Maine’s economy has always drawn upon its forests. Our wood composites research not only follows this tradition, it allows future generations to do so, as well. International timber competition has forced Maine to become smarter about the lumber goods it produces, which is why the UMaine Advanced Structures and Composites Center has been working with industry to produce value added wood products since its inception in 1996. Focus areas have included FRP-reinforced glulam, structural composite lumber, wood-plastic composites, wood and bio-based panels, nanocellulose, and mass timber construction.
Wood Products Testing Capabilities
ANSI Standard A190.1 Standard for Wood Products- Structural Glued Laminated Timber
ANSI/APA PRG 320 Standard for Performance-Rated Cross-Laminated Timber (Except Section 6.3)
AITC Test T107 Shear Test
AITC Test T110 Cyclic Delamination Test
AITC Test T119 Full Size End Joint Tension Test
ASTM D143 Testing Small Clear Specimens of Timber
ASTM D198 Static Tests of Lumber in Structural Sizes
ASTM D245 Structural Grades and Related Allowable Properties for Visually Graded Lumber
ASTM D1037 Evaluating Properties of Wood-Base Fiber and Particle Panel Materials
ASTM D1990 Standard Practice for Establishing Allowable Properties for Visually-graded Dimension Lumber from In-grade Tests of Full-size Specimens
ASTM D2395 Specific Gravity of Wood and Wood-Based Materials
ASTM D2555 Establishing Clear Wood Strength Values
ASTM D3737 Establishing Allowable Properties for Structural Glued Laminated Timber (Glulam)
ASTM D4442 Direct Moisture Content Measurement of Wood and Wood-Base Material
ASTM D4761 Mechanical Properties of Lumber and Wood-Base Structural Material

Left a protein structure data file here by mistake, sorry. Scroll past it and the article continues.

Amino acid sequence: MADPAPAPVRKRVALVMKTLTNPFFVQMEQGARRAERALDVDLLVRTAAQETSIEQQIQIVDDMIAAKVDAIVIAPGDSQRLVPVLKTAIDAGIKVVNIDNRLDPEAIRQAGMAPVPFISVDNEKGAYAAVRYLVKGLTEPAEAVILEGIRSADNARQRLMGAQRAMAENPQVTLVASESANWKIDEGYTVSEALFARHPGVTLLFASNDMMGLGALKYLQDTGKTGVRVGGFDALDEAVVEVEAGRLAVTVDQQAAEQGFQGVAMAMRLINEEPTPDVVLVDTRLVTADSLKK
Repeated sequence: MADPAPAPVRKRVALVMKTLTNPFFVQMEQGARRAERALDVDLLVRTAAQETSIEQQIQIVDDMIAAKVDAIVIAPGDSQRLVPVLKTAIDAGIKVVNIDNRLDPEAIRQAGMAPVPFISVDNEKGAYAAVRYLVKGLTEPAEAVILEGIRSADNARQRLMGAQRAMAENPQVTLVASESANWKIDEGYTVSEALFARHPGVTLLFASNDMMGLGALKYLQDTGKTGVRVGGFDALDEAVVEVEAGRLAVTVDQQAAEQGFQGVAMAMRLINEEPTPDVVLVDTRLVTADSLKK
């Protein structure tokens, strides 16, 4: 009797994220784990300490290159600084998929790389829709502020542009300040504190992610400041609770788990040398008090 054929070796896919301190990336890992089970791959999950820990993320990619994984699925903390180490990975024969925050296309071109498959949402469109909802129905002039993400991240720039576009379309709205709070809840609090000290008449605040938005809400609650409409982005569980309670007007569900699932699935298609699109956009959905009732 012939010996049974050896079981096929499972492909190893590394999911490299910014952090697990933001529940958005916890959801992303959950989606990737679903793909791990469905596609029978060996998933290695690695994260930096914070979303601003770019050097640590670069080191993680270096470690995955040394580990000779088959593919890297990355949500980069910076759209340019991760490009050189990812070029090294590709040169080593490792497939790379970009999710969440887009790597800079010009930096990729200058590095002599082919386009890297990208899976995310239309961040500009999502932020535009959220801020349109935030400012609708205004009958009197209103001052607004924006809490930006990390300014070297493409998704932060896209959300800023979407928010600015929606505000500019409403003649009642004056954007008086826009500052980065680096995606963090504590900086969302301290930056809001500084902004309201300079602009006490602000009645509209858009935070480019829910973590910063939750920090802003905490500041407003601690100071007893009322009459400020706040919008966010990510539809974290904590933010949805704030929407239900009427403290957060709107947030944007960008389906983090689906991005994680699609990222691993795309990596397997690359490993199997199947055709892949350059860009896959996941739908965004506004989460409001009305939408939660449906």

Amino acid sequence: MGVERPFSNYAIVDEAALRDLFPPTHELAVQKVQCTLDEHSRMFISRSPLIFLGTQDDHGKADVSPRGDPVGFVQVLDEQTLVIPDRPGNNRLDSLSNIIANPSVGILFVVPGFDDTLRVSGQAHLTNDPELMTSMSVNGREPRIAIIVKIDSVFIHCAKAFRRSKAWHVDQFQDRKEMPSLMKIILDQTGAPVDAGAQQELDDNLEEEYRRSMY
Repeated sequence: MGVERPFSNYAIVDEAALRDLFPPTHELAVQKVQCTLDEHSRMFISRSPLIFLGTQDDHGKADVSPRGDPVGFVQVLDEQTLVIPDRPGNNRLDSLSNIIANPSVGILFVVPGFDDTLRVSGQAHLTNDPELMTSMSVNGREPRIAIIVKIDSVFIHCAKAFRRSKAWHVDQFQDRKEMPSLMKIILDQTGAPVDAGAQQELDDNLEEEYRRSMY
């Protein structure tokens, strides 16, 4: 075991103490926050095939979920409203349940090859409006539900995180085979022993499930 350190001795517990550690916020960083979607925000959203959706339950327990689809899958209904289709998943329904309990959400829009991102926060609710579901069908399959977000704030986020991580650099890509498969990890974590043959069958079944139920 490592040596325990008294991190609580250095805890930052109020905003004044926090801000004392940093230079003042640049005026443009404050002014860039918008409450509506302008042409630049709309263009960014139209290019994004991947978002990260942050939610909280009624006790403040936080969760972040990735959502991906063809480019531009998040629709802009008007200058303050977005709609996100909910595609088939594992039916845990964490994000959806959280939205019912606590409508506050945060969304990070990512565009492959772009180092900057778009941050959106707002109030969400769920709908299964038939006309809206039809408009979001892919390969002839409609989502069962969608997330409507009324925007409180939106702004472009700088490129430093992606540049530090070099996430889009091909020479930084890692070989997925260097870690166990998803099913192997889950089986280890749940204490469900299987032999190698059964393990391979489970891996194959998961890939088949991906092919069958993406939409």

ASTM D4933 Moisture Conditioning of Wood and Wood-Base Materials
ASTM D5456 Evaluation of Structural Composite Lumber Products
ASTM D6815 Duration of Load and Creep Effects of Wood and Wood-Based Products
BS EN 408 Timber structures – structural timber and glued laminated timber – determination of some physical and mechanical properties
Duration of Load and Creep Effects of Wood Composites
The Duration of Load & Creep Effects Lab at the UMaine Advanced Structures and Composites Center has a complete creep testing facility capable of evaluating duration of load effects on wood composites such as panel products, structural composite lumber (SCL), and wood-plastic composites (WPC). The system includes a well-engineered set of fixtures capable of testing 60 specimens simultaneously under loads up to 2,500 lbs., a computer controlled loading device, and continuous, digital measurement of deflections
using calibrated string potentiometers. Testing is conducted within a temperature and humidity controlled room which reduces mechano-sorptive effects, i.e., deflection due to changing environmental conditions. Temperature and humidity may also be varied to study mechano-sorptive properties.
Purpose of Creep Testing
Creep testing is recommended for all composite materials, especially those going through modifications such as changes of resin systems.
While not required in all product standards, an understanding of the creep behavior of new/modified materials is important. Knowing that a product behaves similarly or better than solid wood in creep allows for use of well-known duration of load design adjustment factors, simplifying product acceptance and specification.